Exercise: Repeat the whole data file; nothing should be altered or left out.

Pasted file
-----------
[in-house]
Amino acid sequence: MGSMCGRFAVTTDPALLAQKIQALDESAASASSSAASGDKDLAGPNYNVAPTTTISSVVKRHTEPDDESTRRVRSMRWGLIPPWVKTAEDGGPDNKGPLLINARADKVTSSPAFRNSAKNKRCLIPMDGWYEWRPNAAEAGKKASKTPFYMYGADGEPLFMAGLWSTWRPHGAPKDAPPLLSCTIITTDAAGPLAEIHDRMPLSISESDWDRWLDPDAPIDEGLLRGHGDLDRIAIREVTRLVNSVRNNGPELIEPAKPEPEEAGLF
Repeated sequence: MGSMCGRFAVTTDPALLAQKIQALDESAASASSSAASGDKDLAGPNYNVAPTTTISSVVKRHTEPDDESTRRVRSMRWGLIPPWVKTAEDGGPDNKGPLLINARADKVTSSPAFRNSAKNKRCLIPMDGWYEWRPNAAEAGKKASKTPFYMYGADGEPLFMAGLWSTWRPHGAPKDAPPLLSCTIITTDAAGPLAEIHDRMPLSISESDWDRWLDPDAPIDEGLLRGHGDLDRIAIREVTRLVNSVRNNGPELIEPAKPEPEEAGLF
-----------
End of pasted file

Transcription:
[in-house]
Amino acid sequence: MGSMCGRFAVTTDPALLAQKIQALDESAASASSSAASGDKDLAGPNYNVAPTTTISSVVKRHTEPDDESTRRVRSMRWGLIPPWVKTAEDGGPDNKGPLLINARADKVTSSPAFRNSAKNKRCLIPMDGWYEWRPNAAEAGKKASKTPFYMYGADGEPLFMAGLWSTWRPHGAPKDAPPLLSCTIITTDAAGPLAEIHDRMPLSISESDWDRWLDPDAPIDEGLLRGHGDLDRIAIREVTRLVNSVRNNGPELIEPAKPEPEEAGLF
Repeated sequence: MGSMCGRFAVTTDPALLAQKIQALDESAASASSSAASGDKDLAGPNYNVAPTTTISSVVKRHTEPDDESTRRVRSMRWGLIPPWVKTAEDGGPDNKGPLLINARADKVTSSPAFRNSAKNKRCLIPMDGWYEWRPNAAEAGKKASKTPFYMYGADGEPLFMAGLWSTWRPHGAPKDAPPLLSCTIITTDAAGPLAEIHDRMPLSISESDWDRWLDPDAPIDEGLLRGHGDLDRIAIREVTRLVNSVRNNGPELIEPAKPEPEEAGLF